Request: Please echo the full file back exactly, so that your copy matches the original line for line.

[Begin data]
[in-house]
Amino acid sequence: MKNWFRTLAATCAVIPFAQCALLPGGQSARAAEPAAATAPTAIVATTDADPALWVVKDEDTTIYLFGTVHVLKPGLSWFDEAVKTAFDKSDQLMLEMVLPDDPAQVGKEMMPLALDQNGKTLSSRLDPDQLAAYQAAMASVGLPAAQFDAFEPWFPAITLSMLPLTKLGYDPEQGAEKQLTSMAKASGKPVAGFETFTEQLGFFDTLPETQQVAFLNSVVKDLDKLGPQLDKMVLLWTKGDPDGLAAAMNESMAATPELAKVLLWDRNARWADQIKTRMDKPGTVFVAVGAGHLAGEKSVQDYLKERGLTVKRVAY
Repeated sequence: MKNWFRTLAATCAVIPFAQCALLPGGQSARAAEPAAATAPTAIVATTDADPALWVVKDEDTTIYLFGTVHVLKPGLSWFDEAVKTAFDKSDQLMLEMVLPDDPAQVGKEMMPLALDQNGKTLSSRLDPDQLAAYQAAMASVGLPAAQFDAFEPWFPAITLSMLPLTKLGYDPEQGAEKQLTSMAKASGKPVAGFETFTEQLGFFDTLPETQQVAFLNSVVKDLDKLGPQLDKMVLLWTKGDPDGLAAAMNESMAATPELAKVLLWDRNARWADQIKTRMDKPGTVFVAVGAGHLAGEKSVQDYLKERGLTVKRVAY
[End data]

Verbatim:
[in-house]
Amino acid sequence: MKNWFRTLAATCAVIPFAQCALLPGGQSARAAEPAAATAPTAIVATTDADPALWVVKDEDTTIYLFGTVHVLKPGLSWFDEAVKTAFDKSDQLMLEMVLPDDPAQVGKEMMPLALDQNGKTLSSRLDPDQLAAYQAAMASVGLPAAQFDAFEPWFPAITLSMLPLTKLGYDPEQGAEKQLTSMAKASGKPVAGFETFTEQLGFFDTLPETQQVAFLNSVVKDLDKLGPQLDKMVLLWTKGDPDGLAAAMNESMAATPELAKVLLWDRNARWADQIKTRMDKPGTVFVAVGAGHLAGEKSVQDYLKERGLTVKRVAY
Repeated sequence: MKNWFRTLAATCAVIPFAQCALLPGGQSARAAEPAAATAPTAIVATTDADPALWVVKDEDTTIYLFGTVHVLKPGLSWFDEAVKTAFDKSDQLMLEMVLPDDPAQVGKEMMPLALDQNGKTLSSRLDPDQLAAYQAAMASVGLPAAQFDAFEPWFPAITLSMLPLTKLGYDPEQGAEKQLTSMAKASGKPVAGFETFTEQLGFFDTLPETQQVAFLNSVVKDLDKLGPQLDKMVLLWTKGDPDGLAAAMNESMAATPELAKVLLWDRNARWADQIKTRMDKPGTVFVAVGAGHLAGEKSVQDYLKERGLTVKRVAY